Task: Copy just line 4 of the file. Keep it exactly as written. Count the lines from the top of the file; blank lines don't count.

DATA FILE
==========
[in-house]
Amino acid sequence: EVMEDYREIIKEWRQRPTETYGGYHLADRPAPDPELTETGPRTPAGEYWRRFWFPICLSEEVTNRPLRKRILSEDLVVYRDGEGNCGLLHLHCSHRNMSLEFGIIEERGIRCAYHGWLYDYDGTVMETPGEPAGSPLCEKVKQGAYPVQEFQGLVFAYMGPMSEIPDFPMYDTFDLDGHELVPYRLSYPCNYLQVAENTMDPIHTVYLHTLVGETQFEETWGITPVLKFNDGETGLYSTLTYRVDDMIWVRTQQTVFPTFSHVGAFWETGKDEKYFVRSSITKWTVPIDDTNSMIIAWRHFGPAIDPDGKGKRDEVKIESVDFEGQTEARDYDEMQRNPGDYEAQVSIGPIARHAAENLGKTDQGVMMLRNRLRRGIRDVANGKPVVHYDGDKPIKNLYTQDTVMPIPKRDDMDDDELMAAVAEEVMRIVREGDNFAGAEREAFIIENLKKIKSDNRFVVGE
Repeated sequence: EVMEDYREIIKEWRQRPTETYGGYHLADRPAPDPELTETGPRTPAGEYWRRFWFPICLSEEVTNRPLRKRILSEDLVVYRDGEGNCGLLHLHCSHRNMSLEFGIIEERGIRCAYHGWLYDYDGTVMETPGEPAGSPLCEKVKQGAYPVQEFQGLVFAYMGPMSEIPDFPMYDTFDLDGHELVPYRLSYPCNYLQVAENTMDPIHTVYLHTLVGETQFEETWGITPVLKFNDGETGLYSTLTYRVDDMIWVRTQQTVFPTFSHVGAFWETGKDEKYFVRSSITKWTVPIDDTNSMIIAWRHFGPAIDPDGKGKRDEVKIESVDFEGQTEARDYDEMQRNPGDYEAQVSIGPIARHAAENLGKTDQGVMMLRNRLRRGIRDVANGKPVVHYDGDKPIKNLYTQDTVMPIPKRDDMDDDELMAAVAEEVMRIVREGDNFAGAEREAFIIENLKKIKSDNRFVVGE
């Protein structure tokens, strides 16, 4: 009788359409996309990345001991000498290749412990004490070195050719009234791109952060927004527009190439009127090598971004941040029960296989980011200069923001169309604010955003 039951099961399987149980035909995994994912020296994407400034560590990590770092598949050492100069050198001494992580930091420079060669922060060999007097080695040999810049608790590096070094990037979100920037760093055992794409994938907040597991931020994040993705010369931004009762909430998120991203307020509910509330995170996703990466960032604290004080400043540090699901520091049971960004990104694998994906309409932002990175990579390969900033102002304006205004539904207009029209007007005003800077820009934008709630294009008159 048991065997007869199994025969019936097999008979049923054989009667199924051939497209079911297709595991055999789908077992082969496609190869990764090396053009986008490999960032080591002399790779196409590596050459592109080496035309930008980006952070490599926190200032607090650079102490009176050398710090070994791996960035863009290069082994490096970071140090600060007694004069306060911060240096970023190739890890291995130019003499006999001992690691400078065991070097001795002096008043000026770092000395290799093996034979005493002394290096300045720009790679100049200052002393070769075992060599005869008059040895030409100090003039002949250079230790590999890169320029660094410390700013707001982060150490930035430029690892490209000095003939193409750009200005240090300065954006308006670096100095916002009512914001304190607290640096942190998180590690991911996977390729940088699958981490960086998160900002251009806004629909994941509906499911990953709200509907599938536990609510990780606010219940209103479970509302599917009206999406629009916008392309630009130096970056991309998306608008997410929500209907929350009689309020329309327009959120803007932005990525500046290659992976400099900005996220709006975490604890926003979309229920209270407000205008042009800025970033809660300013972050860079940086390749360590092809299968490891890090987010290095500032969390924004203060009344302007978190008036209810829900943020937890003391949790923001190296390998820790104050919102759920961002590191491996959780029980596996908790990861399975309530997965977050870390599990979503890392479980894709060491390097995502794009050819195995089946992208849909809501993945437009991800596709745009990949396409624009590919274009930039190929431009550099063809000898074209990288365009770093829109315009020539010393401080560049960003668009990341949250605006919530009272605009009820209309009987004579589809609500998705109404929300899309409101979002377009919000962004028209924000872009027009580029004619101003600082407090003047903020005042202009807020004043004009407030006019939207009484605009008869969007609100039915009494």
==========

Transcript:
């Protein structure tokens, strides 16, 4: 009788359409996309990345001991000498290749412990004490070195050719009234791109952060927004527009190439009127090598971004941040029960296989980011200069923001169309604010955003 039951099961399987149980035909995994994912020296994407400034560590990590770092598949050492100069050198001494992580930091420079060669922060060999007097080695040999810049608790590096070094990037979100920037760093055992794409994938907040597991931020994040993705010369931004009762909430998120991203307020509910509330995170996703990466960032604290004080400043540090699901520091049971960004990104694998994906309409932002990175990579390969900033102002304006205004539904207009029209007007005003800077820009934008709630294009008159 048991065997007869199994025969019936097999008979049923054989009667199924051939497209079911297709595991055999789908077992082969496609190869990764090396053009986008490999960032080591002399790779196409590596050459592109080496035309930008980006952070490599926190200032607090650079102490009176050398710090070994791996960035863009290069082994490096970071140090600060007694004069306060911060240096970023190739890890291995130019003499006999001992690691400078065991070097001795002096008043000026770092000395290799093996034979005493002394290096300045720009790679100049200052002393070769075992060599005869008059040895030409100090003039002949250079230790590999890169320029660094410390700013707001982060150490930035430029690892490209000095003939193409750009200005240090300065954006308006670096100095916002009512914001304190607290640096942190998180590690991911996977390729940088699958981490960086998160900002251009806004629909994941509906499911990953709200509907599938536990609510990780606010219940209103479970509302599917009206999406629009916008392309630009130096970056991309998306608008997410929500209907929350009689309020329309327009959120803007932005990525500046290659992976400099900005996220709006975490604890926003979309229920209270407000205008042009800025970033809660300013972050860079940086390749360590092809299968490891890090987010290095500032969390924004203060009344302007978190008036209810829900943020937890003391949790923001190296390998820790104050919102759920961002590191491996959780029980596996908790990861399975309530997965977050870390599990979503890392479980894709060491390097995502794009050819195995089946992208849909809501993945437009991800596709745009990949396409624009590919274009930039190929431009550099063809000898074209990288365009770093829109315009020539010393401080560049960003668009990341949250605006919530009272605009009820209309009987004579589809609500998705109404929300899309409101979002377009919000962004028209924000872009027009580029004619101003600082407090003047903020005042202009807020004043004009407030006019939207009484605009008869969007609100039915009494």